Sunday, 15 January 2017

Oliver: The Fall - The Birmingham School of Business School/Two-Face! (1 March 1992)





The best rock music book I read in 2016 was The Big Midweek - Life Inside The Fall in which the band's former bassist, Steve Hanley details the peaks, troughs and utter awfulness of spending 19 years working, recording, touring and dealing with Mark E. Smith.  As told alongside co-author, Olivia Piekarski, it paints a picture of a band which was always uncategorisable, even when it was enjoying mainstream attention.  Smith comes across as a resentful, control freak - always ready to blame others for his own mistakes and paranoid that his bandmates are lazy leeches, resting on their laurels.  A sacking offence of the highest order as far as he's concerned.  At the same time his remorseless attention to detail, perfectionism and focus (even when horrifically drunk) is admirable.  He really should be a world famous figure, he's certainly as driven as any megastar needs to be.  The Big Midweek captures all this through a compelling narrative of wariness, weariness, appalled amazement, mordant humour and a soupçon of admiration.  I was quite touched by the story of how Smith cheered up a little girl who was crying about a lost teddy bear by telling her that it had gone on tour and that, as his job involved a lot of travelling, he would keep an eye out for it.  He then used to send her postcards, from her teddy bear, sent from different countries that The Fall were touring to.   It also keeps its thread of events a little bit better than Renegade, Smith's own autobiography.

The Fall were in one of their customary phases of crisis when they began recording Code:Selfish.  Not in a personnel sense; indeed their ranks had been strengthened with a new keyboardist, Dave
Bush, whose interest in techno music colours quite a lot of the tracks.  However, money was tight.  Smith was still tied up in settling his divorce from Brix Smith Start and was also getting very agitated  over the performance of the band's manager, Trevor Long.  It is Long who is the subject of The Birmingham School of Business School - a witheringly sour attack on "scientific management and the theft of its concealment".  Hanley takes up the story:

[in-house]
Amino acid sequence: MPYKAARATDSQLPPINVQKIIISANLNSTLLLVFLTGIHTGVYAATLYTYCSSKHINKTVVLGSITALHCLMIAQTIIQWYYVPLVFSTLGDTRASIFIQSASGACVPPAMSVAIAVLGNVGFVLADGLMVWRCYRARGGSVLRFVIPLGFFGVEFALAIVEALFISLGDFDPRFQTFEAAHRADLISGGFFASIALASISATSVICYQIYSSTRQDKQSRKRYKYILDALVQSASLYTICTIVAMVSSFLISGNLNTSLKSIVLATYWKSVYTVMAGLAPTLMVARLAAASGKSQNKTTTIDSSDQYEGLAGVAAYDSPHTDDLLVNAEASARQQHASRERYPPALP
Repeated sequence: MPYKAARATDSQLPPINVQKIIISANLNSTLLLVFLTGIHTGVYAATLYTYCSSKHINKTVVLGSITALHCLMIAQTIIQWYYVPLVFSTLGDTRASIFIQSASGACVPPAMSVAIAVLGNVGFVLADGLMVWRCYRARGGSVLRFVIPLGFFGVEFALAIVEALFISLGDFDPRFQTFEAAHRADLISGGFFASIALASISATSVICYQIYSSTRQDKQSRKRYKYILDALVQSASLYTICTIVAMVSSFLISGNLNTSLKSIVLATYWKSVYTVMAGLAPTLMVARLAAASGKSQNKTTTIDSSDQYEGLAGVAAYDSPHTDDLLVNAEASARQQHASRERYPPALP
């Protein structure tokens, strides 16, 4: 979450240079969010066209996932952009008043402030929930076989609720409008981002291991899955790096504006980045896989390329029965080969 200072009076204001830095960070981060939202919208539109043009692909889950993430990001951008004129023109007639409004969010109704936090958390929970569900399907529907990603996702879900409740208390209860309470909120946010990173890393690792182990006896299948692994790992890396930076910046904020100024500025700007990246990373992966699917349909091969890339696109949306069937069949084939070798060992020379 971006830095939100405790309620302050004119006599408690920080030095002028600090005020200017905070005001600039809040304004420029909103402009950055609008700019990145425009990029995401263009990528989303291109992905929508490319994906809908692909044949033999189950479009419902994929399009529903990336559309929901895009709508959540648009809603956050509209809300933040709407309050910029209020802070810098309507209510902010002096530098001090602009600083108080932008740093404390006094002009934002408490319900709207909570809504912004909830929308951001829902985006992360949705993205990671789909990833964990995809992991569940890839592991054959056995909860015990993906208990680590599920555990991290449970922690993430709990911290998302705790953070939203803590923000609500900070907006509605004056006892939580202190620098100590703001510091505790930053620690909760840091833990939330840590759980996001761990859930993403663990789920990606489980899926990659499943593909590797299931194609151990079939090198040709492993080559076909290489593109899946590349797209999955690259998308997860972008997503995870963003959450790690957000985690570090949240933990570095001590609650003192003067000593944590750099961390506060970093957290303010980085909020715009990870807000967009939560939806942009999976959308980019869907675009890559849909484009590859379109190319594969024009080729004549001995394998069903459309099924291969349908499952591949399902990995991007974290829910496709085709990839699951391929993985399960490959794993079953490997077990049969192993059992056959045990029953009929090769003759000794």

"To clear up any remaining doubt as to which manager the song may be calling into disrepute, Mark even insisted on tacking an authentic recording of an answerphone message onto the end of the piece. 'Orroight Mark!  It's Trevor Long here. It's 3pm...Hello Mark, it's Trevor Long here. It's 3:45pm..
'Do I need a speaking clock?  I need a manager, not a fucking speaking clock!'
Trevor once made the mistake of turning up to the studio in a dusty-pink Audi...The car wasn't brand new but looked it, so immediately roused Mark's suspicions. 'Where's the money for that coming from?'
'You get a lotta car for yer monnay at the central Birmingham New-to-You Audi dealers.  They even threw in a full valet.'  Trevor was a co-signatory to the Fall cheque book and, feeling the pressure to defend his spending, became a walking spreadsheet.
For some time Trevor's alleged fund-siphoning had been brought into question by Mark and Trev had been ringing me up in a bid to interpret why.  'You know whor it is, Steve. Oim just trying to limit his spending.  Wharram I supposed to tell the accountants? It's a business, you know.  With a turnover of a quarter of a million.  Seven people on the payroll.  And it's Wednesday, cash.  Friday, more cash in the outgoings.  And what's it for?  Him going out, that's what!  It's cash and there's nowt petty about it. I can't lerrim do that.  Even Simon Le Bon wasn't allowed to do that.' (Long had previously worked  with Duran Duran).
I tried to explain to Trev that Mark doesn't like him controlling his money, and we all know what happens if Mark thinks he's losing control of anything.  Once his misdeeds were immortalised in a song, sadly there was only one way Trevor was going to be heading in his dusty-pink, value-for-monnay Audi, and that was straight down the M6 to the Bull Ring." (Hanley & Piekarski - The Big Midweek, pages 346/347 - Route, Pontefract).

When Peel played The Birmingham School of Business School on his British Forces Broadcasting programme, a fortnight after this show, he called it the least commercial track on the album.  Certainly, it's esoteric theme may have prevented it from emulating the Top 40 placing of Free Range, but that Lalo Schifrin/Blaxpoitation style bass/drum pattern is a thriller and the dirty guitar work of Craig Scanlon draws out every last ounce of contempt and suspicion in Smith's vocal.

Two-Face!, the other selection here, might also come from the same distrustful place as The Birmingham School of Business School.  However, it could equally be about Smith himself and the faces he has to assume within his role as the face and voice of The Fall.  But, it's a flawed analysis if you read The Big Midweek, or even Renegade.  Smith has one face at all times.  It isn't a patch on The Birmingham School of Business School but someone clearly had a brainwave when it came to utilising a keyboard sound.  That giant bee in a copper pipe sound, which gets louder as the track progresses until it comes booming out to get the listener at the end, is The Fall to a tee.  Angry at you and implacable.

Videos courtesy of 54129 and Paul Connelly.

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